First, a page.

68th Highway Geology Symposium
May 1 – 4, 2017 Marietta, Georgia USA
Instrumentation Data Acquisition, Monitoring, and Data Visualization Improvements at the Rocky Mountain Hydroelectric Plant
Peter Zimmerman, PE, PG, Principal Engineer, Canary Systems, Inc.; Daryl Jordan, Geotechnician/Geotechnical Specialist, Oglethorpe Power; Vann Newell, PE, Civil Engineer, Oglethorpe Power
Collection, organization, and presentation of instrumentation data can be a daunting task for infrastructure owners. Historical data may be stored in multiple locations and formats, surveillance and monitoring programs may include numerous types of instruments with varying methods of data collection, instrumentation from different vendors may run on separate and often incompatible software, and instrumentation reporting is often time consuming. Add in the challenges of limited manpower and remote sites, and running an effective instrumentation program can become overwhelming. Oglethorpe Power Corporation (OPC) has implemented improvements to their Rocky Mountain Hydroelectric Plant dam monitoring program utilizing new technology in data acquisition, database management, and reporting.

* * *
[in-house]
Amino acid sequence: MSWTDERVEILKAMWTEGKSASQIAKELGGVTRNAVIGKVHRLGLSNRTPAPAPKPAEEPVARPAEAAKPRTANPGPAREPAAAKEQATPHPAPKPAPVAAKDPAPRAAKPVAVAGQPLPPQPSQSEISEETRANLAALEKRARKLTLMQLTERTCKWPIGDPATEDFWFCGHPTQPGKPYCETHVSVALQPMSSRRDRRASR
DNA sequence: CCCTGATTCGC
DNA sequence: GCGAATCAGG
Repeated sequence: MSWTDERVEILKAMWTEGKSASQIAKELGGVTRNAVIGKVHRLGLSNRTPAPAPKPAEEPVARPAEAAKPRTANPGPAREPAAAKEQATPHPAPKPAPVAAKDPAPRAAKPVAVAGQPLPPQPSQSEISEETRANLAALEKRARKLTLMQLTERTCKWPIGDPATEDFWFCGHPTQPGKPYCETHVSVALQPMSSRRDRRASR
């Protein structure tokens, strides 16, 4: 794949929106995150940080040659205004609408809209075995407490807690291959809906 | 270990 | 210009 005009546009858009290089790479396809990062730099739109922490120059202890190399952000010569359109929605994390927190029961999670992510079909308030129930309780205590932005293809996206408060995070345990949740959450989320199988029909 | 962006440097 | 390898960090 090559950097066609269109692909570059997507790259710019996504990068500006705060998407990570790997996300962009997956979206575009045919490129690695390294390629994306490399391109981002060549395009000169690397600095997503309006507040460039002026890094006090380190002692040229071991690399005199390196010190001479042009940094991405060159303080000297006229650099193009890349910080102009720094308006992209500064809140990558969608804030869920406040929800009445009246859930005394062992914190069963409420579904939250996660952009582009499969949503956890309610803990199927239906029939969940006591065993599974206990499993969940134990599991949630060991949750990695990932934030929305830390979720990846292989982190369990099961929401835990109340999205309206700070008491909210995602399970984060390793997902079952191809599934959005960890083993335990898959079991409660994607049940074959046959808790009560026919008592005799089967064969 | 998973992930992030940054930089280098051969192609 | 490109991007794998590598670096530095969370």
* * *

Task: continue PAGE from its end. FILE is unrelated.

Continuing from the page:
By 2012, OPC’s original Automated Data Acquisition System (ADAS) was unreliable and in need of replacement. The combination of automated instruments, manually read instruments, and survey complicated data acquisition, data organization, and data display. OPC recognized that their staffing level demanded a more efficient and effective method for reporting. Additionally, they needed a method to immediately identify and review data that exceeded alarm levels.